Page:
The true story of Pocahontas is not one of romance, but is instead a tale of broken
spirit and broken trust.
Tidewater Virginia is defined by tidal rivers that flow from
the Chesapeake Bay into the interior of the state, most prominently the James River,
York River and the Potomac. The name of the seventeenth-century ruler of this entire
area was Wahunsonacock, his title, Powhatan. Under Powhatan's command were more than
thirty lesser chiefs each of whom governed a specific tribe. All paid homage and
taxes to their leader. Powhatan maintained homes and families within each tribe,
but his principal residence, located on the York River, was called Werowocomoco.
There he raised a daughter whom he named Matoaka or "Little Snow Feather." As a child,
she was given the nick-name of Pocahontas.
Pocahontas was exuberant, undisciplined
and full of life when the English arrived in 1607. . . untamed as the Virginia landscape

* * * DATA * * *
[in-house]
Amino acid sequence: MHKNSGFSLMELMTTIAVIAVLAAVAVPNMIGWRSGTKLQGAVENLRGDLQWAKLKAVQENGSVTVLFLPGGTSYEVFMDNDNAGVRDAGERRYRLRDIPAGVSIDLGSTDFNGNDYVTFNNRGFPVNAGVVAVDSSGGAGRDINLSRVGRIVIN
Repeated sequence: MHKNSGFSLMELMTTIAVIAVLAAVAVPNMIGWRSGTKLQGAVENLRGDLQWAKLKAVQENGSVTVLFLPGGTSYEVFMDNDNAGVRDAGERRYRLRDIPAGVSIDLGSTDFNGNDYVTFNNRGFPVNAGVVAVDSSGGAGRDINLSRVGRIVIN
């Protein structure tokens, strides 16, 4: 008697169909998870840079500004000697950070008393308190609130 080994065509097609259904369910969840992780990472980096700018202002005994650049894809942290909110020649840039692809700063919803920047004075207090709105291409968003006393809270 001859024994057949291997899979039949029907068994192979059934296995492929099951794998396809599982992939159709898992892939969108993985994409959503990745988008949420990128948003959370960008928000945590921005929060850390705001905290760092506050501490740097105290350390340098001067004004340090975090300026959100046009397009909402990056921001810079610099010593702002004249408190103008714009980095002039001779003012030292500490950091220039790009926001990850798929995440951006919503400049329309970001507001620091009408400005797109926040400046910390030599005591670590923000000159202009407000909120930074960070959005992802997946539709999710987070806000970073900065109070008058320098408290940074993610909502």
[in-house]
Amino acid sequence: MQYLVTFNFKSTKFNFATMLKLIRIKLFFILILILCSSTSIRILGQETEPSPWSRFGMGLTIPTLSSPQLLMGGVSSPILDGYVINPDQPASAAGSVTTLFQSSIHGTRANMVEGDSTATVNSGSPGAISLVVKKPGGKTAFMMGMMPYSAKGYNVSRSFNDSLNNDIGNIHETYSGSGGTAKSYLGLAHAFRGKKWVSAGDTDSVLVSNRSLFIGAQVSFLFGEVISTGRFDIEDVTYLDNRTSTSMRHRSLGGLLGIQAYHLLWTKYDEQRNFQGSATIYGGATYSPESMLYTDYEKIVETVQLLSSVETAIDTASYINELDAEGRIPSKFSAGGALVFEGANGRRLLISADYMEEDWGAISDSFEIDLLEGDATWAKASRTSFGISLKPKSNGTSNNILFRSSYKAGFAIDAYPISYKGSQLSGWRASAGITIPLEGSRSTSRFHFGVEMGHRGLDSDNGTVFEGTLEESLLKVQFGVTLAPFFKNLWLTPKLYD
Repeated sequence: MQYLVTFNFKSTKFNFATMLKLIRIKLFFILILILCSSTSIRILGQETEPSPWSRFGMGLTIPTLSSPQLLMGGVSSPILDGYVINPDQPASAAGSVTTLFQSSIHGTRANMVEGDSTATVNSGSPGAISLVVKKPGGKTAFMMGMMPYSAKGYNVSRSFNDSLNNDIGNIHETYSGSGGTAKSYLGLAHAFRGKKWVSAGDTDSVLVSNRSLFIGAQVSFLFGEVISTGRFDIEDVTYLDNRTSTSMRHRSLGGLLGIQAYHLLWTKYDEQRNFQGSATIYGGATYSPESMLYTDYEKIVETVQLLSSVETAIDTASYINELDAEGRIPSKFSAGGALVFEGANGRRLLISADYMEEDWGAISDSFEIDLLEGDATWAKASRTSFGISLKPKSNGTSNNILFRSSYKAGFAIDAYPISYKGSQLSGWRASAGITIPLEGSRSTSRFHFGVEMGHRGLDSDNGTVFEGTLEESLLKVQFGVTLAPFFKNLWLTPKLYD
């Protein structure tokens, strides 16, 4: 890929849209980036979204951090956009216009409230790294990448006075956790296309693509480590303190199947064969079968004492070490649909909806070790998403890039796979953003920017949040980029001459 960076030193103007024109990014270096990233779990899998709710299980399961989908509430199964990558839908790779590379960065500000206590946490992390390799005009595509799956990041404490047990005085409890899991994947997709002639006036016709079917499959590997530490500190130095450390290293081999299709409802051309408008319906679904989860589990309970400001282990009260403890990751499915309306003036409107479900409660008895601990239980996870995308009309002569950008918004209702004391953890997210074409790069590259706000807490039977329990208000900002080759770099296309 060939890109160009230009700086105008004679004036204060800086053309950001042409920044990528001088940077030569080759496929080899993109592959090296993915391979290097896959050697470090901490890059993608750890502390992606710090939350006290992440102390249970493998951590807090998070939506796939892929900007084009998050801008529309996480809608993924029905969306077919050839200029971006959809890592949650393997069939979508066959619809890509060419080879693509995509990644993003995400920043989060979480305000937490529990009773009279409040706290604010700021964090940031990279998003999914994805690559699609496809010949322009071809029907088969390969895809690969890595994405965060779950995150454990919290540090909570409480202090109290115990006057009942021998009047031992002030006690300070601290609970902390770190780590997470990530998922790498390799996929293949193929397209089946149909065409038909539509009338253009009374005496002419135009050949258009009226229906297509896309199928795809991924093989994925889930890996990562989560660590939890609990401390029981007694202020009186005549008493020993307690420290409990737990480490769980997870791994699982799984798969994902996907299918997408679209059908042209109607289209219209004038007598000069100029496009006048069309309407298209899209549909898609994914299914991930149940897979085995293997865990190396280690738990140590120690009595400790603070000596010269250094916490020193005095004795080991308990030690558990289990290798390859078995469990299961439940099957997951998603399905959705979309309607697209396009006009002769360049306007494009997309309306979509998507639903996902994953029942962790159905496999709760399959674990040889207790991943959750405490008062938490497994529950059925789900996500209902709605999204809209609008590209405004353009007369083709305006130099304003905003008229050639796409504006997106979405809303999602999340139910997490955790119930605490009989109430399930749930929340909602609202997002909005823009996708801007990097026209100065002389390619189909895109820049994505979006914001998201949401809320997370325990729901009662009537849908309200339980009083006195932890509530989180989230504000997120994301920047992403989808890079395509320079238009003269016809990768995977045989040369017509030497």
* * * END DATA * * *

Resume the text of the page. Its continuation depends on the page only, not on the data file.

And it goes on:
Laws Divine, Moral & Martial was a strict “Christian” code written by William
Strachey, secretary of the Virginia Company. These rules came complete with an elaborate
code of punishments for the slightest infraction. Strachey was shocked and disgusted
that a half-naked, 10-year-old girl was allowed to run and play with the boys of
her village. His response was to forever brand the child as unchaste by recording
in his history of 1612 the name Pocahontas as “wanton.” Chief Roy Crazy Horse, present-day
Chief of the Powhatan Renape Nation, translates the girl's nickname to mean simply
“naughty, spoiled child.”
Notable Virginia Women: Read more about Pocahontas
There was a bead of leaves and broken play There was a veil upon you, Pocahontas,
bride O Princess whose brown lap was virgin May And bridal flanks and eyes hid tawny